Tuesday 7 May 2013

Gawdy Pre-Reformation Tat

Early yesterday morning on the cliffs west of Caerfai on the St David's peninsula

As a tonic to refresh my mental health I try to get to see the spring flowers at their best each year on the Pembrokeshire coast. Twenty years ago this meant early May but in recent years more like mid-to-late April. Greenies will tell you this is because of global warming: I have no idea but there have been cycles of temperature change throughout history so who knows?

Anyway this year I calculated that, because of the grimly bad weather in March, early May would be right and sure enough it was all happening yesterday. Needless to say my photo completely fails to capture the profusion of colour and form which spills over the cliffs - you really have to see for yourselves and next weekend will be about the last good opportunity before rank grass smothers the effect somewhat.

The spring flowers are a bit like Blackpool's famous Illuminations - a good reason to visit outside the main summer season - but of course I'll be back at every opportunity for the swimming and fishing from June to September.

After a good walk I visited the Cathedral for a nose around, something I usually do at least once a year. All Welsh people should make the pilgrimage even if like me only out of antiquarian curiosity.

But it's a bit of a disappointment in some respects. The Victorians cleaned up much too vigorously what was apparently a crumbling but authentic shambles. There remains much which is interesting, not least the drunkenly-leaning internal architecture, but a lot of what you see today is hygienised or frankly fake and the Mediaeval stuff is optimistically labelled as relating to famous Welsh or Norman characters - most of this pure hokum I'm afraid.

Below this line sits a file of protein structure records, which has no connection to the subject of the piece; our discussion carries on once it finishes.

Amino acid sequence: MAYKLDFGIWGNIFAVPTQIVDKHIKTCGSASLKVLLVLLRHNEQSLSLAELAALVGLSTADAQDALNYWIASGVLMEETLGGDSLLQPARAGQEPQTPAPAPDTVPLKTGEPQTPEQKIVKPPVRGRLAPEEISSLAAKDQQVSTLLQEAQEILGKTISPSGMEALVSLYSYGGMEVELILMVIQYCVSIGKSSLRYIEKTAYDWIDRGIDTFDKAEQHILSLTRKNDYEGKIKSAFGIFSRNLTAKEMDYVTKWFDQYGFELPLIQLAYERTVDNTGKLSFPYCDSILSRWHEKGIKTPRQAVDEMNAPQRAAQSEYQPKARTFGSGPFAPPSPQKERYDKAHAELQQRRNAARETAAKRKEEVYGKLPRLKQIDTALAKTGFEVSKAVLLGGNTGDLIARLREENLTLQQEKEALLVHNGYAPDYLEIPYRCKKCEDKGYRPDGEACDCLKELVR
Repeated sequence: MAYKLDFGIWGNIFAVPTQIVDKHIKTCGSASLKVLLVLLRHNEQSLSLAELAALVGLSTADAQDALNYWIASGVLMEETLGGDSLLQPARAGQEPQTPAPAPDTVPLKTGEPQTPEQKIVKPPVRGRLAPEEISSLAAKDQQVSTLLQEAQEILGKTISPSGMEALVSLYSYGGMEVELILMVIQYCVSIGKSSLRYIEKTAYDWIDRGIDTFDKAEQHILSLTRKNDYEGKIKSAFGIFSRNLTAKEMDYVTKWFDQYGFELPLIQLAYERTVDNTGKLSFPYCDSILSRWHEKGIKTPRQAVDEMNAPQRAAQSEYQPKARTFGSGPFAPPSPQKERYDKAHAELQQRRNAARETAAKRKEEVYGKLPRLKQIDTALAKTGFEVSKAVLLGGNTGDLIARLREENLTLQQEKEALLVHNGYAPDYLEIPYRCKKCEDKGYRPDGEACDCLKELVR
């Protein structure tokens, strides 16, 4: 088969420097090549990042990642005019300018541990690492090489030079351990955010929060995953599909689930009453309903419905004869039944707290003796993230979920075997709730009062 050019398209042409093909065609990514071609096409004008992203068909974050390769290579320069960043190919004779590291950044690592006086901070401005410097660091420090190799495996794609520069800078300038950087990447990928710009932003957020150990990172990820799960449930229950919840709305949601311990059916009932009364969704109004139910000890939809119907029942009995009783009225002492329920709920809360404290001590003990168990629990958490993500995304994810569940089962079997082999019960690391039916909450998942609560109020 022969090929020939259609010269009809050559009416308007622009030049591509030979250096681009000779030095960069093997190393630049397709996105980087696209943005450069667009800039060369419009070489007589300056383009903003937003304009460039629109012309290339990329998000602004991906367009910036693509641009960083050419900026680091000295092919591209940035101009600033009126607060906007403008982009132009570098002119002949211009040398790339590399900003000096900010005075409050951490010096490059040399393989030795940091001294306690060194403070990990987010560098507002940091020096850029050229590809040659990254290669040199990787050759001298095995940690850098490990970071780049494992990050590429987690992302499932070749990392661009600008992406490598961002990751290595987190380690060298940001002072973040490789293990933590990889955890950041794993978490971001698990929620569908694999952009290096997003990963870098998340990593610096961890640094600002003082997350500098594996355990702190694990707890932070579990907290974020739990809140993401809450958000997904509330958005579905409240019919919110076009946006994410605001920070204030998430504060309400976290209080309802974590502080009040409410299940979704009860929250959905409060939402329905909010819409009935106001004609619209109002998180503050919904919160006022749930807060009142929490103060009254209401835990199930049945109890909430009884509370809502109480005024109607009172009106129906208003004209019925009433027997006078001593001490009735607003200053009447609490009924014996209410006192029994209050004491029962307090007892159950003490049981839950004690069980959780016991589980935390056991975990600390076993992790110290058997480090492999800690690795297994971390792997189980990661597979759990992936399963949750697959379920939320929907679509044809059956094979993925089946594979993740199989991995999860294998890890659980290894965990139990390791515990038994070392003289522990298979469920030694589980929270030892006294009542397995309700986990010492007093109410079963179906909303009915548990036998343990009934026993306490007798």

On the whole I support the idea that the Anglican Churches in England and Wales should continue to run these buildings rather than, say, Cadw or the dreaded National Trust. But a heavy price is paid because the church authorities will often litter the building with philistine rubbish and St David's is sadly no exception.

The latest addition is a ridiculous "reconstruction" of the "shrine of Saint David" which blots the very centre of the building. This monstrosity appears to be the result of an unholy alliance between New Age "artisans" and High Church anglo-catholics attempting to insinuate gawdy pre-Reformation tat into this otherwise austere and beautiful setting.

We will have to wait for a future Low Church Dean to be appointed who can rip it out and burn it gleefully in the churchyard like a righteous Cromwellian trooper. I'll be there to cheer him or her on.